Sam Walton, Made in America: My Story Summary & Study Guide

This Study Guide consists of approximately 30 pages of chapter summaries, quotes, character analysis, themes, and more - everything you need to sharpen your knowledge of Sam Walton, Made in America.
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Sam Walton, Made in America: My Story Summary & Study Guide Description

Sam Walton, Made in America: My Story Summary & Study Guide includes comprehensive information and analysis to help you understand the book. This study guide contains the following sections:

This detailed literature summary also contains Topics for Discussion and a Free Quiz on Sam Walton, Made in America: My Story by Sam Walton.

The autobiography of Sam Walton is an overview of the creation of Wal-Mart as much as it is an analysis of the man who started the discount store, Sam Walton. The novel is less of an autobiography than a bible for the small business owner. Sam offers plenty of advice and detail about how he managed to work against the odds and challenges of growing up in the Great Depression to becoming the richest man in America.

Sam begins his story describing the jobs and work he accomplished as a child and young adult. He was born in Oklahoma just before the start of the Great Depression in 1918. He learned early on that children were not meant to be "takers" in a family; their job was to contribute as much as possible. Even though he was actively involved in sports, went to school, and was in Boy Scouts, Sam still had a paper route, sold magazine subscriptions and trapped animals to help his family financially. In high school, he continued working and was involved in four different sports leagues, as well as his jobs and role as the student body president. His college career matched the rest of his overactive style. Sam impressed people, and was voted the rush captain of his fraternity and became the student body president of the University of Missouri.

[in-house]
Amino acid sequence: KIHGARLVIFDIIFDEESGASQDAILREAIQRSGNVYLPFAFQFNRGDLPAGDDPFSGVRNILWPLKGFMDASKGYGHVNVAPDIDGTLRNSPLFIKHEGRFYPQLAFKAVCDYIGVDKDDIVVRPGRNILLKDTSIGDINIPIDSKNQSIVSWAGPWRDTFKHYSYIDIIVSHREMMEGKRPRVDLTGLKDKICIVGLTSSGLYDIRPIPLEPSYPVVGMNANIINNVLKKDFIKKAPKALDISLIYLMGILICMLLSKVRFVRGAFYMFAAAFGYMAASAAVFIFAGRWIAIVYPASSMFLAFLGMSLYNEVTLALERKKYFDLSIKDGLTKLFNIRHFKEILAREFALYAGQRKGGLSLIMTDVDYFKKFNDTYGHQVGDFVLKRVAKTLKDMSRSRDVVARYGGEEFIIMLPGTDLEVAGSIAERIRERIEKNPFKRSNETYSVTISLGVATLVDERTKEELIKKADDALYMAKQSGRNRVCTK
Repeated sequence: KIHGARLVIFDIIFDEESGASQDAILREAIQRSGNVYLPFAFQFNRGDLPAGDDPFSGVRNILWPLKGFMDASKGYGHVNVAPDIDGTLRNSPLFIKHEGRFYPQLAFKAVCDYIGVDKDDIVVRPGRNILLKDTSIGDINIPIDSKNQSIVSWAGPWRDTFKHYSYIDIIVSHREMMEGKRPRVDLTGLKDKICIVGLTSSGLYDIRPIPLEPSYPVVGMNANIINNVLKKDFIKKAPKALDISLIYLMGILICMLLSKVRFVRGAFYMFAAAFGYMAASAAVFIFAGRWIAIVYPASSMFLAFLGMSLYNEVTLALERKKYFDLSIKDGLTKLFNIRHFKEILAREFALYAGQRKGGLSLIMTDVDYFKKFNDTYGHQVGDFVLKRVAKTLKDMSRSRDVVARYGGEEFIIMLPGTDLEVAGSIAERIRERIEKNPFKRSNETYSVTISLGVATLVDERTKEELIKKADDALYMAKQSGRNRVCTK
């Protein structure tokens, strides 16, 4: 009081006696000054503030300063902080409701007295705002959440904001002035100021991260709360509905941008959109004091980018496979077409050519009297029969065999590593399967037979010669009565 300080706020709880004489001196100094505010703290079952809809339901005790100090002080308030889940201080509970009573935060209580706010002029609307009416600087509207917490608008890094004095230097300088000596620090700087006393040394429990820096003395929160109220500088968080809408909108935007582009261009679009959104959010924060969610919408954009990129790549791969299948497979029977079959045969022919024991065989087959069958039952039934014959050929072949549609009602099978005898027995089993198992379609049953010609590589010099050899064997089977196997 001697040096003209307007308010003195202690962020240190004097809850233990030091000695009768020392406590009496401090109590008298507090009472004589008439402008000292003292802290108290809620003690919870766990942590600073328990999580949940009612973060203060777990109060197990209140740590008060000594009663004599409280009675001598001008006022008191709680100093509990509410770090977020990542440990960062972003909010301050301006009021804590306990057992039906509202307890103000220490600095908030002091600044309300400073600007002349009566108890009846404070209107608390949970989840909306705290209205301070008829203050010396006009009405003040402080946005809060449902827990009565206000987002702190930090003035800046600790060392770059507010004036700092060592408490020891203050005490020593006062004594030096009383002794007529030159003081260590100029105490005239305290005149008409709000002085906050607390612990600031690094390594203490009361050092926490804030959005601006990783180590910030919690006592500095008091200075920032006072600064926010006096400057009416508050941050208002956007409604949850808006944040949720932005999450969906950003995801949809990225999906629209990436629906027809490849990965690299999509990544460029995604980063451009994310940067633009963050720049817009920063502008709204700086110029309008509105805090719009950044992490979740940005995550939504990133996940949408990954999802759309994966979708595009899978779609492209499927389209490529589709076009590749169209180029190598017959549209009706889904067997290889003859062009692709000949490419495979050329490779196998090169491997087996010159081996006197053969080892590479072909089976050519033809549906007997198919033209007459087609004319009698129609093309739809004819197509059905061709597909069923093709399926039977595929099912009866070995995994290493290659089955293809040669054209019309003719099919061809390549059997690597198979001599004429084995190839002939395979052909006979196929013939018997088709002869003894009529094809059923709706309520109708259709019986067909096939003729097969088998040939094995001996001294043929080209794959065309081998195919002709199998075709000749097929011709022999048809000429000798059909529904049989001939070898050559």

Once Sam graduated from the University of Missouri with a business degree, he sought to become an insurance salesman because he knew he could sell. Instead, after he spoke with his neighbor, Hugh Mattingly, he went into retail. After a stint in the Army during wartime, he decided to marry Helen Robson, whom he had met during a trip to Oklahoma. From there, they chose to set up shop in Newport, Arkansas, where Sam founded and ran his first successful variety store. After a legal mistake in his contract forced him to leave town, Sam and Helen settled in Bentonville, Arkansas. Soon after Sam opened one variety store there, he continued opening more stores in the local surrounding areas so not to be burned like he was before in Newport.

Sam's success took off and he started thinking about opening a discount store. His idea was to keep prices as low as possible on key items like health and beauty items to really push these objects to the customers and give them a great deal. Although the profit margins per item were not as good as traditional retail, the increase in overall sales helped to make the concept a popular idea. Sam opened Wal-Mart in 1962 when other discount stores like Kmart, Woolco, and Target also opened.

The success of Wal-Mart pushes Sam into another level of success as he watches his wealth and his store locations increase exponentially over the years. Wisely, in an attempt to keep the business in the family, early on Sam made Helen and their four children all partners in the business. With equal shares, they now own just under 40 percent of the business, a considerable amount for a large corporation like Wal-Mart.

By keeping his personal business ethics, principles, and philosophies in place throughout the growth of Wal-Mart, Sam Walton has made the organization what it is today.

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This section contains 541 words
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